Friday night was drama night at our house. Via YouTube* on our smart TV, we watched our grandson Quentin play Colonel Mustard in his high school’s production of Clue.
We thought at first it was a live performance. Partway through, for comic effect, they sped up the motion of players crossing the set, and we realized it was taped. Our son Gregory, Quentin’s father, was on speakerphone during parts of the play. He explained that the play had been recorded an hour earlier, and that as we watched the cast was actually celebrating at a post-performance party.
I don’t think they had a live audience. Thanks to the pandemic, Quentin’s own parents were watching from home, as were all the other parents, grandparents, friends, and classmates. Coronavirus intruded in another way: the players had to wear masks. As you can see in one of the fuzzy photos below, some masks were transparent, some were not. Some had those circular breathing valves, and when I first saw the characters wearing them I thought they were smoking prop pipes. Transparent, opaque, and/or valved, the masks muffled the actors. Not our grandson, though. His lines came through loud and clear. He’s the gentleman on the left in the second photo.
Quentin’s high school graduation ceremony is the second of June. We’re driving up to be there in person. He’ll start attending classes at Dixie State University in St. George, Utah, in August. My, how time flies!
*By the way, if you’re going to fire up YouTube on your smart TV in front of others, whether to watch a family member perform in a play or for another reason, you may want to clear your history first, lest you and your guests be forced to squirm in embarrassed silence as you try to make a list of recent search terms like “Buffy Summers naked/Dr. Pimple Popper squeezes a big one/police car chase compilation” vanish from a 65-inch screen. Just sayin’.
I gave the Goldwing a sponge bath Sunday. Since it wasn’t very dirty to begin with, the results were almost as good as if I’d taken it to the neighborhood pressure wash. As is my wont, I wrote about it on Facebook and Twitter, where I described it as a “whore bath.” A few people asked me to explain what I meant by that. “Pits, tits, and naughty bits” is the description I’ve always heard, and that should be explanation enough. In the current climate, I’m surprised no one got after me for dissing sex workers, or using a phrase that’s applied only to women (though I don’t know why it wouldn’t apply to male sex workers as well … or anyone of any gender who’s ever skipped a shower and just wiped up instead because they’re in a rush).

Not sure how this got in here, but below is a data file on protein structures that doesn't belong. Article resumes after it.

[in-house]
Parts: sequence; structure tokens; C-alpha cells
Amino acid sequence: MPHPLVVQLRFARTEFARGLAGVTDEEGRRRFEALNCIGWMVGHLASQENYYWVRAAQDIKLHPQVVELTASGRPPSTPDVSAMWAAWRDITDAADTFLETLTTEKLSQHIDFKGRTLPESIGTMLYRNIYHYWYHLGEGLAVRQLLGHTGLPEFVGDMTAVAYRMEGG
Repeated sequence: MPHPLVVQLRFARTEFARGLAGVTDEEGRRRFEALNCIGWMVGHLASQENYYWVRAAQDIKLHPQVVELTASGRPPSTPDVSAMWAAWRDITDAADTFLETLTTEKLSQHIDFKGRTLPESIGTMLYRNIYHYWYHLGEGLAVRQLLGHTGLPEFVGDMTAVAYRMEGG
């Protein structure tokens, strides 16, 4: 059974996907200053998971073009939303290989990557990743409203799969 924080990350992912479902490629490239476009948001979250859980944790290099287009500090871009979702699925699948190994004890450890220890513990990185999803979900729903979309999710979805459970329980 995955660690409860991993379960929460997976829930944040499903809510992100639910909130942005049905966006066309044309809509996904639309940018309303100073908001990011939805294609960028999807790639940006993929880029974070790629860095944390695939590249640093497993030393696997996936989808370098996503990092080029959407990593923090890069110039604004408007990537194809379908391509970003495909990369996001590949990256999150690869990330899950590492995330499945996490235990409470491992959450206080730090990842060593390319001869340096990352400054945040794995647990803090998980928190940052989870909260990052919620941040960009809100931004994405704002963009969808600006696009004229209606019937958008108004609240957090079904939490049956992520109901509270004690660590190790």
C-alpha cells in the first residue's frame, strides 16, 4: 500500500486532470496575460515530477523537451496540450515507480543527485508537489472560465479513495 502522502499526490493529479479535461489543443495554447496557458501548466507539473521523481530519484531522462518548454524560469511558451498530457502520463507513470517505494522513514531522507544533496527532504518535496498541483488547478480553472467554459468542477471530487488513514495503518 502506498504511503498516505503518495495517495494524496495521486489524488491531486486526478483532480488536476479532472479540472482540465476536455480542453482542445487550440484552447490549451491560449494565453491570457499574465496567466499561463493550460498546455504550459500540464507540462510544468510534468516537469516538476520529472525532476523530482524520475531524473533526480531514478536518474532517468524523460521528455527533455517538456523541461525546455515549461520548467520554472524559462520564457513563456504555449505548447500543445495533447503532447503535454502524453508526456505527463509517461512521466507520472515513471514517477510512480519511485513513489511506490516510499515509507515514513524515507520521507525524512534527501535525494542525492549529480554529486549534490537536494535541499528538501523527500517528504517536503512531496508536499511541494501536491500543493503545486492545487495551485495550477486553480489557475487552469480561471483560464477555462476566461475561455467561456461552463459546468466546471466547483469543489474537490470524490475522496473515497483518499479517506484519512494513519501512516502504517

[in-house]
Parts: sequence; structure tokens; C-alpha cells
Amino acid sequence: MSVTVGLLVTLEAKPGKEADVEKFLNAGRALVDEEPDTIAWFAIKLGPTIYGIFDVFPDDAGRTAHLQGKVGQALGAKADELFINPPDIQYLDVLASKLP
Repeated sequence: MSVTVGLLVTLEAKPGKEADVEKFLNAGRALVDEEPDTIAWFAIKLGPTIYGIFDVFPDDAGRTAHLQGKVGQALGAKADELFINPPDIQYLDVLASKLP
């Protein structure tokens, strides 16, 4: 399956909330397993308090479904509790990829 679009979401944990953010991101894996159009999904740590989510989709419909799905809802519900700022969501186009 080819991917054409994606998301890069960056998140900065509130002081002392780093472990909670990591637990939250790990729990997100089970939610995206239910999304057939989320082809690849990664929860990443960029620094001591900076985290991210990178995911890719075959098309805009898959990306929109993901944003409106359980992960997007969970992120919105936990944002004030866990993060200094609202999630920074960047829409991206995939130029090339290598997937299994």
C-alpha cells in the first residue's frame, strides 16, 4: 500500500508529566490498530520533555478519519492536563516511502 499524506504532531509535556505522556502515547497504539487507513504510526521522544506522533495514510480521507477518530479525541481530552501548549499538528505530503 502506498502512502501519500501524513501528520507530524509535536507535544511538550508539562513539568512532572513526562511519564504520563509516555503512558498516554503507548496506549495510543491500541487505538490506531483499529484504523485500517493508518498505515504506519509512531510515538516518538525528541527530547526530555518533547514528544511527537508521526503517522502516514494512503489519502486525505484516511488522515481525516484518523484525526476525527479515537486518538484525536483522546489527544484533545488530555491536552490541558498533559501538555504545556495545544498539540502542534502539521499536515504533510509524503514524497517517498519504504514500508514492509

Mister B will accompany us on our upcoming trip to Las Vegas. He’s been a great companion throughout the quarantine, a very very good boy in all respects. I shared a bit of my breakfast with him this morning, as you can see by the yogurt on the tip of his nose.
We’re taking him to the animal hospital tomorrow to see if he’s finally kicked valley fever. If the titer test says it’s still there we’ll change medications to see if that’ll get rid of it. Not that he’s suffering … the med he’s on now, fluconazole, keeps him symptom-free, and the valley fever only shows up in his blood when he gets these periodic tests.
For years now, I’ve advocated taking military commanders out of the sexual crime investigation/punishment loop. This is from a post I wrote in March 2014:
Military leadership has promised, over and over again, to get tough on sexual assault. Military leadership has failed, over and over again, to keep that promise. Commanders routinely sabotage sexual assault investigations and prosecutions to protect favored male officers. The military has demonstrated that it is unwilling to protect victims of rape and assault, unwilling to punish perpetrators. Enough is enough; it’s time for a change.
This week General Milley, chairman of the Joint Chiefs of Staff, dropped his opposition to a proposal to take decisions on sexual assault prosecution out of the hands of commanders.
This is huge. Maybe something’s finally going to happen.
The military should be leading the way in going after sexual assault, as it did with racial integration in the 1950s. I’m ashamed that military leaders have, up to now, chosen to protect a broken status quo. As far as I’m concerned, at least when it comes to sexual assault, military leaders forfeited the moral authority to invoke the sacredness of the chain of command long ago.
© 2021, Paul Woodford. All rights reserved.